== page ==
I2C Addressless communication

Hi guys,
I have used I2C comms several times in the past and am therefore quite familiar with the setup and protocol. It works very well. I am busy developing a product that will use a number of I2C sensors. As part of the test regime I want to emulate a number of sensors far in excess of the number of actual devices I will be using, in order to test durability of my code and hardware performance. I could set this up with the actual probes, however there are many benefits to setting up a test rig where I can control exactly what comes out of my emulated probe for error detection purposes for example.

Plan A
Grab a substantial handful of low cost Arduino boards and program them up, each behaving as a particular sensor, and hook all that up to my I2C bus
This seems overly complex and expensive, considering at any one point in time my master will only ever be talking with a single slave device.

Plan B
Use a single good quality Arduino board, set it up as a slave device where it listens for any/all valid sensor addresses, and responds to the master accordingly (IE it's response will be determined by address received)

This way I can have as many pseudo-devices hanging off my I2C line as I want, bombarding my database with exactly the data I want to see/evaluate for errors.

Plan B almost certainly means I cannot use I2C hardware peripherals (unless somebody here has a good idea in terms of how you get around the mandated requirement for providing a fixed slave address as part of the peripheral setup). This is most likely a bit bang affair, but does anybody have a library where you can read the address as received from the master?

Does anybody potentially have any other ideas for my test regime?

Keep an eye on the pullup resistance needed, where to apply it etc.
Plan will better emulate the electrical aspekts of a multisensor
Plan B sounds brilliant but do You know how to make one controller monitor several addresses?

Hi Railroader,
no not really. That's essentially my question in a nutshell

Your problem arises from the fact that an I2C slave does not receive the address it listens to and reacts to from the master. The slave determines which address it responds to. It's actually almost like us humans. After the parents (manufacturers) have given us a name, we listen to this name. There are sensors that can be used with the master to give a new I2C address, but not without knowing the original address. this is the only way for the sensor to know that this new address is intended for it. You can of course describe an Arduino with an I2C slave program that also offers the option of logging in to the I2C bus with a new address, and from now on listening to this address until the next change. But the fact that the Arduino as an I2C slave reacts to any address, every time different, should not work, as this is contrary to the I2C protocol. something like this only works on a bus that does not select the desired receiver / sensor / actuator with transmitted addresses, but with chip select / enable lines.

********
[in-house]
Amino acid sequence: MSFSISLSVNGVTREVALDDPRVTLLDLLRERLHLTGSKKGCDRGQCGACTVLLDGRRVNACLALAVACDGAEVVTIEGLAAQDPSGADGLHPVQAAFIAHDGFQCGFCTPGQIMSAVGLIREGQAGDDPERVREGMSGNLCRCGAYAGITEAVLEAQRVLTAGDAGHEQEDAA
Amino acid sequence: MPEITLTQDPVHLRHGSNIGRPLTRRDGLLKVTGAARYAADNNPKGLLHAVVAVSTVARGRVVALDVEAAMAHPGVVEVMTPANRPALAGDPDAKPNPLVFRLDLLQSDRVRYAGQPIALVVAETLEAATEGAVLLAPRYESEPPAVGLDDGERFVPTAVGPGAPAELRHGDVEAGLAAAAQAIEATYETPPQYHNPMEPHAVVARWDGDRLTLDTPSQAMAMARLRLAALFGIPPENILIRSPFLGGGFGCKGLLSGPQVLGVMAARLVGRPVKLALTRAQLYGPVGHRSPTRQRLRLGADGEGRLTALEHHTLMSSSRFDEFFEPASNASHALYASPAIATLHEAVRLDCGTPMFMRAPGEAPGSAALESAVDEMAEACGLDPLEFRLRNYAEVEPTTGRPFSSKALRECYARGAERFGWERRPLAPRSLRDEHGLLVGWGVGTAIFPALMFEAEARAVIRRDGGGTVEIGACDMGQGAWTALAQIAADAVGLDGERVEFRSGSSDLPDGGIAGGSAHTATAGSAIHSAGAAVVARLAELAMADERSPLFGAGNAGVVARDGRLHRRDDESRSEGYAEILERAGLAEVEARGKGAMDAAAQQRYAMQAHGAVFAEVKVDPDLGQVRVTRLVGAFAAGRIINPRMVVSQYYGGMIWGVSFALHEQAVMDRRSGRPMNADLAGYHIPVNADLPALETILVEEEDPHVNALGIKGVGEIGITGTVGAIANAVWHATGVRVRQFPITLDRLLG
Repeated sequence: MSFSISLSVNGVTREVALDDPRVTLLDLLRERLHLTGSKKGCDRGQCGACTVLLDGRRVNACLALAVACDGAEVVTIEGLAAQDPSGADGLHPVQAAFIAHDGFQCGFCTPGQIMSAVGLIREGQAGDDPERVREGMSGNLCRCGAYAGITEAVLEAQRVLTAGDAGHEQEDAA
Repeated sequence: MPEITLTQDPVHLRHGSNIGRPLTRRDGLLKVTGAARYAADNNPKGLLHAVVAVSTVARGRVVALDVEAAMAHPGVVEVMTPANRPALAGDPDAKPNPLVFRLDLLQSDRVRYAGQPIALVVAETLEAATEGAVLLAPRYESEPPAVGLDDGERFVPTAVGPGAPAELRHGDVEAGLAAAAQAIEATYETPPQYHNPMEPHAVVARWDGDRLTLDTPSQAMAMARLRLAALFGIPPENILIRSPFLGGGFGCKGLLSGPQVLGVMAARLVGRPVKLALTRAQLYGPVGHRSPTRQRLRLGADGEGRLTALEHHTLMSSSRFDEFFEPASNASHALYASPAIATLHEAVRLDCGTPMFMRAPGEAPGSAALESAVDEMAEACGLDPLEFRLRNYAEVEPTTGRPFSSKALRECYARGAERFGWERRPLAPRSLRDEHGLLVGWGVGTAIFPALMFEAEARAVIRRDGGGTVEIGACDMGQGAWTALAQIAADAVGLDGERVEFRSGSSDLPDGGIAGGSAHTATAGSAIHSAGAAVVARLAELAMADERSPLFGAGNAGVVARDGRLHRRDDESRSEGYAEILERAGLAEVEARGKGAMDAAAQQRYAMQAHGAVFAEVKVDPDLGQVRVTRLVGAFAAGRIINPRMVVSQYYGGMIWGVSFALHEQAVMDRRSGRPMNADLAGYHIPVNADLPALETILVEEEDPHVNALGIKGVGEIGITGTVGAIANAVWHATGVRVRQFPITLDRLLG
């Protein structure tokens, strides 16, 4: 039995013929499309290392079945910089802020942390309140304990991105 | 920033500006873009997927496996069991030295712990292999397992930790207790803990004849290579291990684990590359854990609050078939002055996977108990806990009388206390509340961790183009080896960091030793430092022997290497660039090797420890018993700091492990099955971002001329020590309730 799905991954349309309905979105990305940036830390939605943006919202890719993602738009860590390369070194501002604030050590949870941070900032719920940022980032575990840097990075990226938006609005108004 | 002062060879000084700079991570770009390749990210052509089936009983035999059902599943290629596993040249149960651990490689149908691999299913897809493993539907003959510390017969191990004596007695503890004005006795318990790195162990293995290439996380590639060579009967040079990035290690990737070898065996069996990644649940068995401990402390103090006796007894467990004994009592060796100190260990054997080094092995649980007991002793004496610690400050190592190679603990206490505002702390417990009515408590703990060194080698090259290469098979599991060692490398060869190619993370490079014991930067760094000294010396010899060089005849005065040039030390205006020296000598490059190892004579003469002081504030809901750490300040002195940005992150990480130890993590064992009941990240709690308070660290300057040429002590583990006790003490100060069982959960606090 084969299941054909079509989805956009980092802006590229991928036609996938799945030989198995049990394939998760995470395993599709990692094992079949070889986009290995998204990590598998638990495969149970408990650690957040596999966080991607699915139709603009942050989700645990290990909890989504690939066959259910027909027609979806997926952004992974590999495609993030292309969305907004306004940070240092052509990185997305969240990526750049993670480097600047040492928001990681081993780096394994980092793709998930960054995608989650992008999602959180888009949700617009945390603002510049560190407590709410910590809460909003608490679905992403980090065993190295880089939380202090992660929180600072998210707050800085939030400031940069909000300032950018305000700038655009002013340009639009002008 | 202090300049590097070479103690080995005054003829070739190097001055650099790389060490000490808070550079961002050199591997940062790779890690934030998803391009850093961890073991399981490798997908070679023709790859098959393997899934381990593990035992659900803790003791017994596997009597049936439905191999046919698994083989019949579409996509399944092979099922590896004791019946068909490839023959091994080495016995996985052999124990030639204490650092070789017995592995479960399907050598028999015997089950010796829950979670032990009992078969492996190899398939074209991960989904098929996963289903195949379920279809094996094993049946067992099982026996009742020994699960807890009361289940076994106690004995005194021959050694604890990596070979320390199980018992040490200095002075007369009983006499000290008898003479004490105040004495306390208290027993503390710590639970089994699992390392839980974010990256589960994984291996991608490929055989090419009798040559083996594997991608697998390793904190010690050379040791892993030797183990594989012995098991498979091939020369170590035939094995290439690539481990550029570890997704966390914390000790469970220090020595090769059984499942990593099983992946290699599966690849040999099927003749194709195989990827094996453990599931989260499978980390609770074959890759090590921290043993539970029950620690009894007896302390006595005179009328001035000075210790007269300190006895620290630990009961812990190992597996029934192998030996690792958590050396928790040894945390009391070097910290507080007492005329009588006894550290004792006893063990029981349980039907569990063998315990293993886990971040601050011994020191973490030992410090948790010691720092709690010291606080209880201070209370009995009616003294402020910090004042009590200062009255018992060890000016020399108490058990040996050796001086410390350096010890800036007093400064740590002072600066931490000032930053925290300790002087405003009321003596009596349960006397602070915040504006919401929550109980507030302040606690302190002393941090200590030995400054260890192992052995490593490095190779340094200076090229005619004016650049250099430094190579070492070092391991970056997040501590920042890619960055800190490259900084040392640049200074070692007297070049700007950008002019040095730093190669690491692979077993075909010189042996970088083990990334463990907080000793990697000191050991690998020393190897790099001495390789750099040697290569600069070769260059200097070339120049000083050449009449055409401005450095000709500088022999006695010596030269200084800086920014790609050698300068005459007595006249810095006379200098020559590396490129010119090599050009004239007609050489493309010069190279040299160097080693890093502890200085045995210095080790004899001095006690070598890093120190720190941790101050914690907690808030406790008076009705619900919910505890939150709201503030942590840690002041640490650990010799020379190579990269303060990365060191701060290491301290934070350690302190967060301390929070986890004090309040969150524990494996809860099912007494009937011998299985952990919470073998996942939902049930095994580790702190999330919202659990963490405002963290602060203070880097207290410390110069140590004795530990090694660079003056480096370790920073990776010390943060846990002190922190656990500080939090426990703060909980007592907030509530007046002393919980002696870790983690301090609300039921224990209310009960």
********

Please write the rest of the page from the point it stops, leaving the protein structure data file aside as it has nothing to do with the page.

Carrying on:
Yep, I agree in terms of I2C hardware peripherals. It certainly wouldn't be conventional to be listening to all traffic on the data line, including the address. All of that is taken care of for you by the hardware, which 99% of the time is a good thing. Now with that said, the hardware certainly is listening to any/all data on the data line, including all addresses, so if this were a part of the standard somewhere, it is technically feasible, but I have not seen this feature drawn out of the standard (if it existed) on any microcontroller I've ever used.

This is why I suspect my only recourse is a bit-bang solution, where I simply listen for any/all Master requests, extract the address and then do what I have to do to formulate the required response. It is a bit surprising that nobody else ever appears to do this as part of their test regime. I can understand for a home user, but in a commercial/industrial environment, where a would-be designer wants to be 100% confident that his design is not borderline buggy, this type of testing is mandatory.

Provided that a slave can change its address dynamically using Wire.begin(addr):

Plan C
Scan sequential addresses and make the slave change its address after each transmission accordingly.

Plan D
Send the next address along the transmitted data and make the slave change to that address. Or add a dedicated "set address" command to the communication.

For a physical-also test a couple of physical slaves have to be used, on a long bus as occurs in practice.

a test with distributed physical slaves on a physical bus is required.

What special test do you want to perform with a dummy slave, reacting on all addresses? At least you also should test addresses which are not in use (node failure, bus lock-up...).

Perhaps you could use the I2C general call (address 0x00) sending two bytes (e.g.) -- the first byte is a "safing" command byte (e.g. 0xA5 indicates a command that change the TWAR) and a second which is that address.

Once the address is changed and any re-initializations required are complete, you can do your address-specific testing.

When you're ready to switch addresses your master issues another general call with a new address etc.

Plan E
Use a dummy Wire library that does nothing. In requestFrom() supply the data expected to be received from the slave.

This topic is going wild.

Plan A: A bunch of Arduino boards that behave as sensors :+1:
This is possible. Most sensors have registers and a register address. That is an array and a index. If you set the onReceive and onRequest handler right and remember the auto-increment of the index and the 'volatile' keyword, then it is possible. A clone board costs about 4 dollars/euros.
If the Controller is an Arduino board with the Wire library, then it feels the same. At hardware level it is not the same because a sensor has a hardware interface and a Arduino uses clock pulse stretching because the I2C interface is hardware + software.

Plan B: React to multiple I2C Addresses :-1: